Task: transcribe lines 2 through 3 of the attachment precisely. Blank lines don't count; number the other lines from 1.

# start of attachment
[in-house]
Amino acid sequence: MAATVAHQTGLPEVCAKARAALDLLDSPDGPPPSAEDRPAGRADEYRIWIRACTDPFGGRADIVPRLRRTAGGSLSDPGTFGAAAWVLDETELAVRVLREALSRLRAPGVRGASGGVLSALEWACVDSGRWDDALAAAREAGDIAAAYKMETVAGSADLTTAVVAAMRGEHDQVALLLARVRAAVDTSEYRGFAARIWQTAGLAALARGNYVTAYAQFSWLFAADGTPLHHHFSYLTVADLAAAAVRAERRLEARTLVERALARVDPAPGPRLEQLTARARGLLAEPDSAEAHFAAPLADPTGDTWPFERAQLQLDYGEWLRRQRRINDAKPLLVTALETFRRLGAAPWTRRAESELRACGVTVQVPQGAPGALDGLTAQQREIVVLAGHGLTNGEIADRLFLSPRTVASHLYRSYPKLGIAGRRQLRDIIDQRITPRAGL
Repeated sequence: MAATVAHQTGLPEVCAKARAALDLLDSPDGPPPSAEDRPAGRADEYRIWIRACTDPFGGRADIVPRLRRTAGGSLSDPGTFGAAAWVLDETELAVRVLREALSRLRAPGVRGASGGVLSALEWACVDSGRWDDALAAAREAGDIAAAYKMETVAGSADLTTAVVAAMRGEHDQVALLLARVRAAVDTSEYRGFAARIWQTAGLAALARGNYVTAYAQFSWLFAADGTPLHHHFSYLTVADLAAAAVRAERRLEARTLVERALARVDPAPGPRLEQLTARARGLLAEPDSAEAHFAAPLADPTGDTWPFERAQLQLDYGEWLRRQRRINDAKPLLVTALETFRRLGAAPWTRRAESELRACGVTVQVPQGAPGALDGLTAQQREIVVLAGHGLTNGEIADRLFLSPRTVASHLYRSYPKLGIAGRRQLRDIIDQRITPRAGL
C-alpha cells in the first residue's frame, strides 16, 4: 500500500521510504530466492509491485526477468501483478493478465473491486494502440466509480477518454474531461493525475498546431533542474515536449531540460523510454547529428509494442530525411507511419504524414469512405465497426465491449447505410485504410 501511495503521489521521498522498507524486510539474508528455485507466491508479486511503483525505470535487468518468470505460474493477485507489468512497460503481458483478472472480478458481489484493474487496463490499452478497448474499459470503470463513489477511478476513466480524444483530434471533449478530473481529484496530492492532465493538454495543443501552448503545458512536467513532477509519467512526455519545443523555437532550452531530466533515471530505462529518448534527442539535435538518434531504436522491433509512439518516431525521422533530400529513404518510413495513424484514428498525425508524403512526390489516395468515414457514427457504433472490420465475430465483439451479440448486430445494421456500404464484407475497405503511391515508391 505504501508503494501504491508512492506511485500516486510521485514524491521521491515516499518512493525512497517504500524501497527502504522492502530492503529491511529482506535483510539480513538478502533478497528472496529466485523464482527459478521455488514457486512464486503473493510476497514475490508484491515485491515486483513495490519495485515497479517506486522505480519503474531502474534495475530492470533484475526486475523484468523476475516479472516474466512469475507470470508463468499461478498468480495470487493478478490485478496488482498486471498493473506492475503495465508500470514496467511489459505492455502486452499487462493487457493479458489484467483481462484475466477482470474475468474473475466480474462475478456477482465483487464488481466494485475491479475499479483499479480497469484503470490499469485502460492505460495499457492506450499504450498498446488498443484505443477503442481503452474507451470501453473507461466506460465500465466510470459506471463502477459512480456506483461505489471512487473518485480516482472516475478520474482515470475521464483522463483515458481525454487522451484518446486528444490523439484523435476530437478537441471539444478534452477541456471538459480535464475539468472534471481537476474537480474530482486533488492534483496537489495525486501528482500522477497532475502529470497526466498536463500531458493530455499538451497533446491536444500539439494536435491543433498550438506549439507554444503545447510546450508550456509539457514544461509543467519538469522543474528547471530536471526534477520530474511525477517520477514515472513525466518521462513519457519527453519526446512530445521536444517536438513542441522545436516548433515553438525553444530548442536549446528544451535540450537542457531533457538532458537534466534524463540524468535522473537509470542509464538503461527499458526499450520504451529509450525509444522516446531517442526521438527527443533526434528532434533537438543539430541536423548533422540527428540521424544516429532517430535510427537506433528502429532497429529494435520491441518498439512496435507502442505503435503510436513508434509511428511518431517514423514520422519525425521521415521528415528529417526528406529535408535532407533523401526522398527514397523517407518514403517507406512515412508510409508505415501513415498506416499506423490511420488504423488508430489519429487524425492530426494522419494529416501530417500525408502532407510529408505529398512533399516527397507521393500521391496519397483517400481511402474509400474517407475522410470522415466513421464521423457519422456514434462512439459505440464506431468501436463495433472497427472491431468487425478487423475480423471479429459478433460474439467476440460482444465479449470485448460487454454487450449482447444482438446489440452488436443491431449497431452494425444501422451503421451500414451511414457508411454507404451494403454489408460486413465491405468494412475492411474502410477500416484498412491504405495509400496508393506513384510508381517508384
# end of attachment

Amino acid sequence: MAATVAHQTGLPEVCAKARAALDLLDSPDGPPPSAEDRPAGRADEYRIWIRACTDPFGGRADIVPRLRRTAGGSLSDPGTFGAAAWVLDETELAVRVLREALSRLRAPGVRGASGGVLSALEWACVDSGRWDDALAAAREAGDIAAAYKMETVAGSADLTTAVVAAMRGEHDQVALLLARVRAAVDTSEYRGFAARIWQTAGLAALARGNYVTAYAQFSWLFAADGTPLHHHFSYLTVADLAAAAVRAERRLEARTLVERALARVDPAPGPRLEQLTARARGLLAEPDSAEAHFAAPLADPTGDTWPFERAQLQLDYGEWLRRQRRINDAKPLLVTALETFRRLGAAPWTRRAESELRACGVTVQVPQGAPGALDGLTAQQREIVVLAGHGLTNGEIADRLFLSPRTVASHLYRSYPKLGIAGRRQLRDIIDQRITPRAGL
Repeated sequence: MAATVAHQTGLPEVCAKARAALDLLDSPDGPPPSAEDRPAGRADEYRIWIRACTDPFGGRADIVPRLRRTAGGSLSDPGTFGAAAWVLDETELAVRVLREALSRLRAPGVRGASGGVLSALEWACVDSGRWDDALAAAREAGDIAAAYKMETVAGSADLTTAVVAAMRGEHDQVALLLARVRAAVDTSEYRGFAARIWQTAGLAALARGNYVTAYAQFSWLFAADGTPLHHHFSYLTVADLAAAAVRAERRLEARTLVERALARVDPAPGPRLEQLTARARGLLAEPDSAEAHFAAPLADPTGDTWPFERAQLQLDYGEWLRRQRRINDAKPLLVTALETFRRLGAAPWTRRAESELRACGVTVQVPQGAPGALDGLTAQQREIVVLAGHGLTNGEIADRLFLSPRTVASHLYRSYPKLGIAGRRQLRDIIDQRITPRAGL